A healing home in Northampton: Property owner Jordi Herold offers free apartment for a year to refugees

  • Northampton property owner Jordi Herold, right, stands for a portrait with his wife Elizabeth Dunaway and daughters Simone Dunaway, 10, and Zelda Dunaway, 7, outside his 26 Bedford Terrance property. Herold has offered up space inside the property to incoming refugees at no cost. Above, the home is shown at left, along with a neighboring property he owns on Bedford Terrace. GAZETTE STAFF/SARAH CROSBY PHOTOS

  • Two properties owned by Jordi Herold of Northampton are shown Dec. 23 on Bedford Terrance in Northampton. Herold has offered up space inside one of the properties to incoming refugees at no cost. —GAZETTE STAFF/SARAH CROSBY

  • Northampton property owner Jordi Herold, right, stands for a portrait with his wife Elizabeth Dunaway and daughters Simone Dunaway, 10, and Zelda Dunaway, 7, outside his 26 Bedford Terrance property. Herold has offered up space inside the property to incoming refugees at no cost. —GAZETTE STAFF/SARAH CROSBY

  • Northampton property owner Jordi Herold, right, stands for a portrait with his wife Elizabeth Dunaway and daughters Simone Dunaway, 10, and Zelda Dunaway, 7, inside the common area at his 26 Bedford Terrace property. GAZETTE STAFF/SARAH CROSBY

  • Northampton property owner Jordi Herold, left, stands for a portrait with his wife Elizabeth Dunaway and daughters Simone Dunaway, 10, and Zelda Dunaway, 7, outside his 26 Bedford Terrance property. Herold has offered up space inside the property to incoming refugees at no cost. —GAZETTE STAFF/SARAH CROSBY

@amandadrane
Published: 12/23/2016 11:32:28 PM

NORTHAMPTON — City property owner and founder of the Iron Horse Jordi Herold said his decision to donate one of his rental units to incoming refugees spawned from a New Year’s resolution.

Each year during Hanukkah, Herold said his family takes time to reflect.

“How can you make the world a better place?” was the theme of last year’s introspection, he said.

From there, Herold said he and his daughters, now 7 and 10, resolved in 2016 to do whatever they could toward that end. So when organizers behind the city’s refugee resettlement announced they were looking for homes for incoming families, Herold answered the call.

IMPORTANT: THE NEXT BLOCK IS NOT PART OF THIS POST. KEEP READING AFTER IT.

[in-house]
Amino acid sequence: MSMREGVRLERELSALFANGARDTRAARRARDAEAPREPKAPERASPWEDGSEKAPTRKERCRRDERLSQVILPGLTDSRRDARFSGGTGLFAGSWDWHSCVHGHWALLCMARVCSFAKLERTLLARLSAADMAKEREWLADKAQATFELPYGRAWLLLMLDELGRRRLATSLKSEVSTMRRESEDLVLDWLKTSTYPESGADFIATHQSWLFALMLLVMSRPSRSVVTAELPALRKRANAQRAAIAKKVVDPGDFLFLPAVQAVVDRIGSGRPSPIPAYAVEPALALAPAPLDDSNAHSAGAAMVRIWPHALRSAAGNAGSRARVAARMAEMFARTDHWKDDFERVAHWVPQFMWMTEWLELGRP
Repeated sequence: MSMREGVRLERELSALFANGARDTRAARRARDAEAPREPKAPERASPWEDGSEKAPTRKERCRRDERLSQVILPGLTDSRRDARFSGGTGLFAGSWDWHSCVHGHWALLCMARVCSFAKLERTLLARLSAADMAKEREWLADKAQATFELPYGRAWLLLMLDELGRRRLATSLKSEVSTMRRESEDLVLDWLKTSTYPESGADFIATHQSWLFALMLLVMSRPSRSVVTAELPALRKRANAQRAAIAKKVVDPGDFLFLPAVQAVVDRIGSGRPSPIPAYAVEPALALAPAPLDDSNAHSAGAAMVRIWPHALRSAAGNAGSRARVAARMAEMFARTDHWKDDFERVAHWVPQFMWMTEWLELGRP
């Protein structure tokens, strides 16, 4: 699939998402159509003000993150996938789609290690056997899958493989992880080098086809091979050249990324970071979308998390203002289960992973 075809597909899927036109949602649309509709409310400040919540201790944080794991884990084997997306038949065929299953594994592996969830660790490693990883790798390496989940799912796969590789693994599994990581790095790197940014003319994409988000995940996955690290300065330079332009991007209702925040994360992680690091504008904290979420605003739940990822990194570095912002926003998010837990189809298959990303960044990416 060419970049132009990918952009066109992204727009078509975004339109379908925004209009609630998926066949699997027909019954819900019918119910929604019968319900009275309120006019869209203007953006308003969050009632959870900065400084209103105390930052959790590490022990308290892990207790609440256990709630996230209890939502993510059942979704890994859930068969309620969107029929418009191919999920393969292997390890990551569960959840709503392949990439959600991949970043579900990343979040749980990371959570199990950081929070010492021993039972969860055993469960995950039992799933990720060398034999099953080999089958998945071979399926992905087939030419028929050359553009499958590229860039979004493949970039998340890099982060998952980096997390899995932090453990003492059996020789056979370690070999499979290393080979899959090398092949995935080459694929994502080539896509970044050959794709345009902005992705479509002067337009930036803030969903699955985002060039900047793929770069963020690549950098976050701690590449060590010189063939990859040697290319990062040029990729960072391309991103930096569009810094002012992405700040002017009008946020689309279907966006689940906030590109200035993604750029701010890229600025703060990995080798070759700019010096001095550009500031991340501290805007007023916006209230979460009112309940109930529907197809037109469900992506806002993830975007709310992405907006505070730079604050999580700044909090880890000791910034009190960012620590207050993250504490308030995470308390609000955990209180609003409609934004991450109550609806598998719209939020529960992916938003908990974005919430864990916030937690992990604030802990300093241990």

“We can certainly do whatever we can with whatever we have to help out with the suffering in the world,” he said, adding the effort also honors European Jews denied entry to the United States during the Holocaust. “It’s important to do.”

Kathryn Buckley-Brawner, executive director of Springfield’s Catholic Charities and leader of the city’s resettlement effort, said Herold is one of six property owners and managers to offer homes for refugees arriving in January. She said 10 additional units are available temporarily as members of the resettlement initiative seek out more permanent residences.

The agency plans to host 51 people or about 10 families from Burundi, Democratic Republic of Congo, Syria, Iraq and possibly Afghanistan. Buckley-Brawner said their arrival will be staggered throughout 2017, with about five refugees arriving each month.

“We don’t have all the housing we need for the entirety of the year,” she said. “But enough to get us started.”

Although Herold has offered the heated apartment on Bedford Terrace for one year at no charge, Buckley-Brawner said property owners don’t have to offer up spaces for free. She said Catholic Charities is asking landlords charge half of what they’d typically charge, and the organization will help refugees come up with the difference.

“We’re taking it a couple of months at a time because that’s how properties come open,” she said. “We’re slowly but surely setting up possibilities.”

City Council President Bill Dwight said the effort has been stymied by the city’s lack of affordable housing, which he called a “sticking point.”

“That’s our ongoing challenge,” he said.

Still, Mayor David Narkewicz said, the outpouring of donations has been impressive.

“It’s great that people like Jordi Herold are stepping forward to offer housing and I know other offers have come in,” he said. “I continue to remain positive about it and proud of the community for their response, from those earliest meetings with hundreds of people who showed up to learn about it.”

Meantime, Dwight and Narkewicz said a question mark hovers over the effort. That’s because President-elect Donald Trump threatens to halt the influx of refugees from Syria and perhaps other countries in the Middle East.

Narkewicz said some 500 people filled the JFK Middle School community room on Monday to discuss what they could do locally to make a broader political difference. He said helping incoming refugees emerged as one suggestion.

“It’s exciting, and obviously there’s anticipation in the community,” he said.

About 700 people signed up to volunteer in the resettlement efforts, and Buckley-Brawner said many of them are forming “circles of care,” or groups of up to 10 volunteers who “will accompany these families as they integrate” into the Northampton community.

She said these volunteer circles will help refugees tackle day-to-day hurdles like transportation needs, managing finances, navigating the grocery store and running machinery and appliances.

Dwight said the sheer number of volunteers who have stepped forward “speaks volumes.”

Buckley-Brawner said the generosity of the season continues to help the cause, despite the first refugees arriving during the coldest time of the year.

“The holiday season — it’s fitting in one way but it doesn’t feel very welcoming in terms of the weather,” she said. “I think for the families, the weather aside, they’re going to be so glad to be somewhere safe where they can really get down to the business of healing.”

Amanda Drane can be contacted at adrane@gazettenet.com.


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